How do you know if a cat is in heat? When a queen (an adult female cat that is still within her reproductive age, one that has not been spayed) is in heat or is "calling", the things that she does can be very confusing to many cat owners that have never owned a female cat before. The things that a queen does when in heat can make it appear as if she is very angry, irritable, combative or simply hostile. A queen can also act quite affectionately, and not eat as much as she normally would. Rolling around on the floor and treading in place are also among the signs that a queen is "calling". When a queen is "calling", her body is getting ready to reproduce. The symptoms are similar to PMS, or premenstrual syndrome (also known as premenstrual tension), which can occur in humans. The "calling" period can last for 3 weeks.
A female cat can become a "queen" at only 4 months old, and this queen can become pregnant during the period that she is in heat. Pregnancy for a cat can last for a little over 2 months, and a queen can give birth to a litter of about 3 to 6 cats after 67 days. It is also possible for a pregnant cat to give birth in as little as 56 days, or as much as 71 days. Three weeks after getting pregnant, a first-time mother cats "udders" or mammary glands are likely to turn a rosy pink shade. This is what happens when the mammary glands get bigger in size, as they prepare to produce milk for the litter.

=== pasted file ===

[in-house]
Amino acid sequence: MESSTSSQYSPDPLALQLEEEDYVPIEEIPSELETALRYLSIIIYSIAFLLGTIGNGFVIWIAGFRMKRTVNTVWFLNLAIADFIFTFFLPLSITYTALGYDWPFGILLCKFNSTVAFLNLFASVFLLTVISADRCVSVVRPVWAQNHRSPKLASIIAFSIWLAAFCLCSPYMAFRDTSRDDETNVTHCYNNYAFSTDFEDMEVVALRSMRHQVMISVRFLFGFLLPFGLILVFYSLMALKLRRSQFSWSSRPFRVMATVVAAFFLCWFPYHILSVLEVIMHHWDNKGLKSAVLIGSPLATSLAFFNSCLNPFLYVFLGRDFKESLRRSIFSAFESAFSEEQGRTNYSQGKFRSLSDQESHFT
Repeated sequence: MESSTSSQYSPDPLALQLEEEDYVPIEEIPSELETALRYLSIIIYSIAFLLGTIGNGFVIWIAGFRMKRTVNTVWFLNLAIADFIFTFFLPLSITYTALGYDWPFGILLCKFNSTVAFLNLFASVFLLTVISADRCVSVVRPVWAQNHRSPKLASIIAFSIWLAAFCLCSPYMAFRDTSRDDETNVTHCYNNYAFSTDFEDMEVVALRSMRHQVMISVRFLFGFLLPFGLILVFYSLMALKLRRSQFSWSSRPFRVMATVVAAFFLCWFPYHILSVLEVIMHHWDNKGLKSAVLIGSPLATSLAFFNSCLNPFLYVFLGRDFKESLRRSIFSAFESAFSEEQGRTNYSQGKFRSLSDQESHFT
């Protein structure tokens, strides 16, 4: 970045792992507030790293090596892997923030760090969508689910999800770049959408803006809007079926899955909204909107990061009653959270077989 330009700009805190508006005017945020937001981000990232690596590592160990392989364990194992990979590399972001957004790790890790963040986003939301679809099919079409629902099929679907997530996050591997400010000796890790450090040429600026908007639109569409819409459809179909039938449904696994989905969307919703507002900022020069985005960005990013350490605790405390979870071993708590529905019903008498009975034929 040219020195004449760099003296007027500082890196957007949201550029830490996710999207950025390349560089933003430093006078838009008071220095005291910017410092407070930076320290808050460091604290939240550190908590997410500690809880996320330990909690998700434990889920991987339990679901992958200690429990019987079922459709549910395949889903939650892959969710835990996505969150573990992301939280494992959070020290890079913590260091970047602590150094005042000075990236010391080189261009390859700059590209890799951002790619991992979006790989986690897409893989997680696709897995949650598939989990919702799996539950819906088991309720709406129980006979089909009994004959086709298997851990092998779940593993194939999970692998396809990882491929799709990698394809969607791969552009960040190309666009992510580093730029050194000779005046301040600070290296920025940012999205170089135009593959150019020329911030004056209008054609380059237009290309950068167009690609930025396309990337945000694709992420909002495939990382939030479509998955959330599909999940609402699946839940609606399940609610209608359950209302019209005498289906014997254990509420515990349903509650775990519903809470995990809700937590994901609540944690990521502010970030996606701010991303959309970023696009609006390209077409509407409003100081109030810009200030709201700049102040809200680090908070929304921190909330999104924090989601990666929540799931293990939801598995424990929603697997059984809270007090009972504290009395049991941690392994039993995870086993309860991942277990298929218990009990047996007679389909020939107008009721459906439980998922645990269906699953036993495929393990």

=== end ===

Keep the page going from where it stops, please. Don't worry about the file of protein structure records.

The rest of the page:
Is My Cat Just Gaining Weight, Or Is It Possible That She Is Pregnant?
About halfway into a queens pregnancy, she is likely to gain weight, as she begins to eat for herself and her litter. A cat that is just gaining weight is likely to show that she has become heavier all over, and her stomach area will just be drooping. On the other hand, a cat
that is pregnant is likely to show some protuberance around the sides of her stomach. Eight weeks into her pregnancy, a queen is likely to lose her appetite once again.
How Do Vets Diagnose Cat Pregnancy?
There are different ways by which cat pregnancy is professionally diagnosed, among which is palpation. This is done by feeling around the cats stomach area for kittens, which should be the size of walnuts at this point, or about 4 weeks into the pregnancy. Palpation is best done by an experienced vet; otherwise, misdiagnoses are possible, as there are times when the protuberances just mean that a cat is constipated. There are also cats that do not exhibit any of these. For a more accurate diagnosis, an ultrasound exam is best.